Facebook Portal Connects With Black-ish For Christmas-Themed Integration

It's the ABC series' latest 'organic' partnership

Disney, ABC Brandweek presentation in Palm Springs, Calif.
Black-ish star Anthony Anderson (r.) said product placements have to feel 'organic' to work on the show. Sean T. Smith for Adweek

PALM SPRINGS, Calif.—Two upcoming episodes of the ABC comedy Black-ish will feature a prominent guest star. In a two-episode Christmas arc airing later this year, a product placement for the Facebook Portal will play a central role in the holiday antics of the Johnson family.

The brand partnership between Black-ish and Facebook, which Black-ish actor and executive producer Anthony Anderson first shared news of onstage at Adweek’s annual Brandweek conference in Palm Springs, Calif., is the latest of several the show has featured and will mark another major product integration on ABC for Facebook, after its Portal was woven into Modern Family’s Season 11 premiere in September.

Anderson, who directed the Black-ish episodes featuring the Portal, said the experience brought him a new perspective on how these kinds of partnerships work behind the scenes.

“Seeing how the Facebook team interacted with the ABC team and the Black-ish team and how they put it all together, how it brought our family together, I got to see that [process] from both sides and work it from both sides,” Anderson said during a panel with ABC Entertainment president Karey Burke and Disney advertising sales evp of client and brand solutions Lisa Valentino. “It was interesting, as opposed to just trying to help sell this product, but to question it, have questions and answers, and figure out how it’s going to be used, and how it’s going to work for us in an organic way.”

The critically acclaimed Black-ish, created by Kenya Barris (last year’s Adweek TV Creator of the Year), has expanded since its 2014 premiere into a lucrative television franchise with spinoffs Grown-ish and Mixed-ish. It’s been a product placement playground, with companies like Microsoft, State Farm and Procter & Gamble getting their products or messaging integrated into the show’s plot.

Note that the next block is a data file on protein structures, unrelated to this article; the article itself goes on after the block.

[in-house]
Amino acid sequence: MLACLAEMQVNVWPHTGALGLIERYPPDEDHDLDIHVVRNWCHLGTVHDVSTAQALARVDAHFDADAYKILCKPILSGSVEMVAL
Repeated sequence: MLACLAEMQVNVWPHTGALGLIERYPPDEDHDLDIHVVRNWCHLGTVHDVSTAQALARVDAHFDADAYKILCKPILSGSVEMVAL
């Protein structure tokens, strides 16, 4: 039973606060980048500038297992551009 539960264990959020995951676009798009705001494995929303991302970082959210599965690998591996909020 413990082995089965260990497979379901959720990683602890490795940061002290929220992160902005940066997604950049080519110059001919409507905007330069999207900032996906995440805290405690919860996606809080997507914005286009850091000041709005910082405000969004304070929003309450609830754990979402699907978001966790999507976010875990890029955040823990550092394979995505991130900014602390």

Anderson is a paid spokesperson for the pharmaceutical company Novo Nordisk, which provides treatment options for Type 2 diabetes (which Anderson has), and earlier this year, the company helped write a script for the show in which Anderson’s character Dre is diagnosed with diabetes.

“It was only natural that they would come to the show and have an organic form and presence in our show in talking about this disease in our community with the lead actor,” Anderson said.

Burke told Adweek the Disney advertising sales team often facilitates requests from brands that want to be involved in the shows but that ultimately, the respective producers decide whether to move forward with an integration. Barris, Burke said, has been proactive in seeking out brand partnerships where they make sense.

“Ultimately, if they feel like something can organically fit with the story, if something makes sense with the world and the characters, they’ll brainstorm and see what comes out of it,” Burke said. “It really starts with the creator and the creative, and goes from there.”

Anderson emphasized that brand partnerships have to “fit organically, so it’s not being forced upon an audience that is watching.”

When Valentino asked which brands he might be interested in working with next, Anderson had some ideas.

“Rolls Royce,” he joked. “I have very expensive taste.”

@kelseymsutton kelsey.sutton@adweek.com Kelsey Sutton is the streaming editor at Adweek, where she covers the business of streaming television.